Alice Springs is like a steamy novel: “Breathing hard, she looked in wonder and surprise at the shiny face bearing down on her. Smooth, slightly moist lips touched, tongues flickered, then she drew away and asked, “You gonna turn into a handsome prince or what?”.
But this sister will have to wait a long time before these lizards turn into princes… or even a passable bricklayer. I looked hard at the people puckering up to the reptiles at the Alice Springs Reptile Centre, but didn’t pick up any pointers. Kissing lizards is an art form: the girl who showed us how to do it had been “doing it” for a long time and well, you gotta have some hobby to help pass those long summer nights.
Lizard lippin’ is one of the strange and unique experiences in Alice Springs and the best way to get around is on the Alice Wanderer bus. You get to learn about smooching with the wildlife, among other attractions, on this two-day hop-on, hop-off independent tour.
First up: Anzac Hill for great views of Alice Springs. The Anzac Hill lookout shows how Alice Springs kinda snuggles into a bit of a valley bordered by the MacDonnell Ranges. It looked relaxed as it spread out among green trees and baked in the sun.
Each stop saw us wandering into unique places like the Royal Flying Doctor Service and School of the Air, both with enormous distances for their personnel to cover – oh, it’s about the size of Britain. While one looks after the scattered population in need of medical attention, the other makes sure the kids don’t have any excuse not to do their schoolwork, even though they are at home rather than in a classroom. The doctors and nurses buzz around in small planes landing in paddocks about the size of London and the teachers sit in the best spot they can: thousands of miles away from their students using radio and internet to scold Johnny into doing his two times table.
I became a culture vulture at the Cultural Precinct, which takes a few hours if you really want to check out desert life. There are eight buildings to explore as well as seven Aboriginal sacred sites and two women dreaming tracks (get off the path, boyo). There’s also desert art in the art galleries, bones in the Museum of Central Australia and aboriginal artefacts from the 1930s at the Strehlow Research Centre, which is a lot more interesting than it sounds.
You can get into the insides of a giant caterpillar – the dreaming animal of the local aboriginal tribe, via their metal outdoor sculpture. The Central Australian Aviation Museum has early planes including a restored DC3 dominating the hangar and other bits and pieces, which once flew the sunny skies. More then a few crashed out here during the first half of the last century, so it certainly was a risky business being a desert pilot.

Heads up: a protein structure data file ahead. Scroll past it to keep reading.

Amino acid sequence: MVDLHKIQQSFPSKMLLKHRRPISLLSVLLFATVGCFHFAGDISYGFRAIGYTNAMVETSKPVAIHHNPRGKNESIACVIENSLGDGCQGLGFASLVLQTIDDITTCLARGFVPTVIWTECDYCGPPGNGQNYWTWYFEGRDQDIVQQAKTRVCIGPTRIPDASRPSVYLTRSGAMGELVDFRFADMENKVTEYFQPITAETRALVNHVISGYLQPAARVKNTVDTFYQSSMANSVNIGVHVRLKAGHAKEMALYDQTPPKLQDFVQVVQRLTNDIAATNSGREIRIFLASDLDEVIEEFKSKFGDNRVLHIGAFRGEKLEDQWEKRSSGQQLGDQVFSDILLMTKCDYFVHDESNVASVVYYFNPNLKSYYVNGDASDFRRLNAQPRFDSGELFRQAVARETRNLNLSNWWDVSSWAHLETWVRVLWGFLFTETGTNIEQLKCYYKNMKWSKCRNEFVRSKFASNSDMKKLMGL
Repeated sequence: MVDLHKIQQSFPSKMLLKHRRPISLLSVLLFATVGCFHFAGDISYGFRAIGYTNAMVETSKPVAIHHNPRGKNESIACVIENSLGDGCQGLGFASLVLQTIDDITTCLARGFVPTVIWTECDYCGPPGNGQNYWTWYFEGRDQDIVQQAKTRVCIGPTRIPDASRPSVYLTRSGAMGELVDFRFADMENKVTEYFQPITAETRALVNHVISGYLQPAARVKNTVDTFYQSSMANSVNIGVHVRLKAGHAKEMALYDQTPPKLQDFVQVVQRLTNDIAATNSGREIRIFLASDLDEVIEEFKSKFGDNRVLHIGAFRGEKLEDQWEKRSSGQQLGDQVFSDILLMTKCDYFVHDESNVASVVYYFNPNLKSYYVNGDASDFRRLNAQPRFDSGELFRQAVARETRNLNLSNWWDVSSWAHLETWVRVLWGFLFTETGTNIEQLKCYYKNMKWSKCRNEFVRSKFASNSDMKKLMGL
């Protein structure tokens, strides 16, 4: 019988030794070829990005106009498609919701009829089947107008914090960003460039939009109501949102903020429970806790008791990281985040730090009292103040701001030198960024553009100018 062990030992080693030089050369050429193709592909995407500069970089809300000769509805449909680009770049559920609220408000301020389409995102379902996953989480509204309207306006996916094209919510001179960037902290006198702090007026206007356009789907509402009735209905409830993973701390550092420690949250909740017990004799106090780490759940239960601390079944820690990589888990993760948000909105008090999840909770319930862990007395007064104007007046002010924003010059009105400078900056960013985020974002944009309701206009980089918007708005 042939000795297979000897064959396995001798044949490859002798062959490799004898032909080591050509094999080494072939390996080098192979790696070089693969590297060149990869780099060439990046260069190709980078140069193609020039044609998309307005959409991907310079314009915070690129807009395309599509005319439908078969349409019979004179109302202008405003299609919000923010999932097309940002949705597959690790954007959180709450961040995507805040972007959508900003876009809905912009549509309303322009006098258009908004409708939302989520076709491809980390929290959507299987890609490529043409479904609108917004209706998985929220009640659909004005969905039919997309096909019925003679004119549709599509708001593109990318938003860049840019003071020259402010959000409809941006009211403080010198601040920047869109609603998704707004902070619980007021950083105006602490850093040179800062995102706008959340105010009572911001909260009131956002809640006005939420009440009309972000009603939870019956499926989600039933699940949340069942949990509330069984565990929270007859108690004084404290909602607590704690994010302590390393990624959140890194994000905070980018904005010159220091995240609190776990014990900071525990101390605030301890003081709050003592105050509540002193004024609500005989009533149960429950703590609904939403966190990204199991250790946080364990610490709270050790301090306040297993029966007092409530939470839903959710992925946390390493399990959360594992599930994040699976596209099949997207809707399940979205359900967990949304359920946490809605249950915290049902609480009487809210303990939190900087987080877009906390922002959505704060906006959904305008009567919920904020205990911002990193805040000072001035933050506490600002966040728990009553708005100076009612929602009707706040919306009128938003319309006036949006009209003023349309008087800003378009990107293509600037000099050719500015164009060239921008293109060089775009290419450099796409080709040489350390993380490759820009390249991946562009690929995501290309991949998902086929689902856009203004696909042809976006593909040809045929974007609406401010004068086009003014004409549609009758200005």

After seeing the dangers of flying in this area, I would have ditched the plane idea and picked a train. The Road Transport Museum contained the Old Ghan train, still perched on its railway tracks, and ready to roll out of there and stream across the deserts of Central and Southern Australia. The new one shoots from Adelaide to Darwin a lot faster and more reliably than this one used to. Sometimes it arrived late – not just minutes or hours but days, especially at the Finke River Crossing which flooded big time when the tropical rains came in from the tropical north. The train was stuck in the floods for six days and the driver had to shoot wild goats to feed the passengers. Aaaah, they were the days, me hearties – if only those old wooden walls could talk, eh?
Alice grew from a Telegraph Station built in 1872, which served as a relay for the single telegraph wire that crossed Oz from Adelaide to Darwin. The restored building contains rustic gizmos and gadgets: the ancestors of wireless internet, blackberries and strawberry-coloured mobiles.
My journey continued on to the Reptile Centre to see goannas, frill-necked lizards, thorny devils (met a few of those in my travels) and some of this country’s (and the world’s) 17 most venomous snakes (met even more of these travelling the world too). We got kissed by lizards, inspected at close range by snakes and looked over by the resident crocodile.
In between touring with the Wanderer, we munched on ‘roo and emu at the Overlander Steakhouse, heaved around on camels on the dry Todd River bed and zipped around town on the back of a Harley Davidson. Outside of Alice, the attractions include Kings Canyon, Palm Valley and of course the pilgrimage out to Uluru, a red rock of mystery and legend.
Alice is not without its festivals, too. Don a beanie on 30 June for the Beanie Festival – celebrating everything for the head that is woollen and beyond. Get into some high octane, low brain, insane on the desert plain from 10-12 June for the Tattersall’s Finke Desert Race, where bikes, cars and buggies hurtle from the town of Finke to Alice. Or you might prefer the plants and animals at the Alice Springs Show (7-8 July), or cheer Miss Camel on her Cup during the Voyages Lions Camel Cup on 15 July.